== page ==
When you work on a project with a tight deadline, maintaining the right focus can sometimes be hard, but it’s an essential skill when you are architecturing a website.
To create remarkable work, you need to explore the edges of what’s possible, to create something cool, you can’t just copy a sample site and re-skin it a bit. If you do, all that you will end up with is a platform which is the same as everyone else’s. Part of the process of a new project is learning to push the boundaries, to explore new approaches, to make the site load quicker, or make the content editors lives quicker. You can’t do this if you copy the same solution over and over and say you are adding value to a project; without innovation you are doing your client an injustice. There is a but… what happens if you have a tight deadline? Not shipping on time just because you want to do some cool stuff won’t cut it, a line in the sand must be drawn when it comes to timescales
I’ve seen countless hours of project time wasted where developers have spent hours trying to prove to each other their way is better. In the grand scheme of the project, if the functionality is not significant, if it doesn’t improve the usability of the site, if it doesn’t make some aspect more remarkable, it’s a waste of time.
If the feature is the unique selling point of the site, the thing that will drive traffic, increase revenue or revolutionise the business, then it deserves attention, if, on the other hand, it’s for some back end class or process and the ‘right’ way is very subjective within the team, then either go with the simple solution, or, if it’s already been built use it, don’t delete code just to prove a point, all it does is demotivate teams and increases the risk your project will not to ship on time.
If you have good unit tests and a good test process, don’t worry about silly details like it feels like it could be buggy, it makes no sense. Focus on shipping and creating excellence, if you lose focus you’ll never deliver. As developers we care about making beautiful code and flexible designs.. the business cares about making money, improving brand awareness and increasing traffic.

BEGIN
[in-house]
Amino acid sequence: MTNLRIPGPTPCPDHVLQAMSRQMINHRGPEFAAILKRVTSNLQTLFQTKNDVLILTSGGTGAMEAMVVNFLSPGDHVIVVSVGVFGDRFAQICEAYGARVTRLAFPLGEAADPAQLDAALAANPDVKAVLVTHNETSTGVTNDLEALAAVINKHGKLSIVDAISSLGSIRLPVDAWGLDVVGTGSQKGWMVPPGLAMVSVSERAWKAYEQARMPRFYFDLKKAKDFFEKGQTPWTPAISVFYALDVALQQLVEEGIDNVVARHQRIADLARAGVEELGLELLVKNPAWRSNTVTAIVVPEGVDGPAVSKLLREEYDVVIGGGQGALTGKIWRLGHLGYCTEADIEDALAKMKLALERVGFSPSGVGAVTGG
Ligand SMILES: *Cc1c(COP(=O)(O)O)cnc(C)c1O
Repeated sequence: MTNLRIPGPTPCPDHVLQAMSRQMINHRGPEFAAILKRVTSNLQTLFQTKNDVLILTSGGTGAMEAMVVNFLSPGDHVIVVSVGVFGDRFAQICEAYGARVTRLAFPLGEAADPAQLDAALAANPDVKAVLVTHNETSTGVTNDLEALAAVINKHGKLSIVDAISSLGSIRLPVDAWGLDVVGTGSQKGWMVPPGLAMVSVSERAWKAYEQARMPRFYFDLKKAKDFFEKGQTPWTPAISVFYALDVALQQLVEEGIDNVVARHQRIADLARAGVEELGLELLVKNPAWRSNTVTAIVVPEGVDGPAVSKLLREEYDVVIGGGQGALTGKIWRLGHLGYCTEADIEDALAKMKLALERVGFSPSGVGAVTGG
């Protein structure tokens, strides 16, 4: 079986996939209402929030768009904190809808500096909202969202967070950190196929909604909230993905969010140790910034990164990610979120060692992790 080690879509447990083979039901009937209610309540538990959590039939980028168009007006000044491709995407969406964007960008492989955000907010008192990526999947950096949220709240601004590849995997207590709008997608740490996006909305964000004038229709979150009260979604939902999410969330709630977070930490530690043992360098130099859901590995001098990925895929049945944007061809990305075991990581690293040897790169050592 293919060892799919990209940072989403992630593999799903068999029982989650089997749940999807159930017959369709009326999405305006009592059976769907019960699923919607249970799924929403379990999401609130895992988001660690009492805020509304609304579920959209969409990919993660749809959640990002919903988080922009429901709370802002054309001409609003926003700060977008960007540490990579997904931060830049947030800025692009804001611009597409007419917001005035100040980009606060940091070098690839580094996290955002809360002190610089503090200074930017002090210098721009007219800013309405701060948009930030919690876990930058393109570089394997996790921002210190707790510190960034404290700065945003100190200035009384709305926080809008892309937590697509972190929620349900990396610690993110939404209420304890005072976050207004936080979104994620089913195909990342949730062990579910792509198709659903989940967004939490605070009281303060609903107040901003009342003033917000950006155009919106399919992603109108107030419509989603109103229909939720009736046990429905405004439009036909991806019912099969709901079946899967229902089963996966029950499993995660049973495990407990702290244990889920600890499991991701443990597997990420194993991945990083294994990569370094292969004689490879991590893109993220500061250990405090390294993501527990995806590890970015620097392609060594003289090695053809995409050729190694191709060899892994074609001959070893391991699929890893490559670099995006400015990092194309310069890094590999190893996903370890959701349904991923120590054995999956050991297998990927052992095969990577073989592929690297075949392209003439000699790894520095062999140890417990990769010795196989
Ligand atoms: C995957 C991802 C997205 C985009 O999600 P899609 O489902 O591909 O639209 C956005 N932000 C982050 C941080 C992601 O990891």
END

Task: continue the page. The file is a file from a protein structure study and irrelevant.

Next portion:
A part of being an architect means you need to help push the project forward. I can’t count the amount of times nit picking over the insignificant within a team gets more focus than the actual larger archival debate that will make or break a project. Looking at a class can be easy, piecing together how everything fits together is harder so we’ll ignore that bit and leave it to someone else to worry about it… you 🙂
Now don’t get me wrong. My main aim on a project is building high quality, innovative systems that ship on time. I think it’s vital, as an architect, to be passionate about design, have a good eye for detail. The folks who care are the people I’d rather work with. With a good team you’ll produce a lot more over a team who just turns up for a pay check.
On the flip side of the coin it can be tiring working with people who are stubborn. I think everyone can relate to getting an idea rejected or days worth of development scraped down the drain just because it feels bad or some other silly excuse. There might not even be a valid argument why it shouldn’t be done.
Shipping is the goal and your focus should be fixed on that and not some minor detail. Don’t waste days worth of time unit testing some trivial detail when a time-scale looms, do however have lots of tests around the core aspects of the system. It’s the same as dragging the whole team into long meetings where most people don’t get any value out of it. If you find yourself in this situation just remind yourself that if it’s not adding excellence or improving shipping time, move on as quick as possible.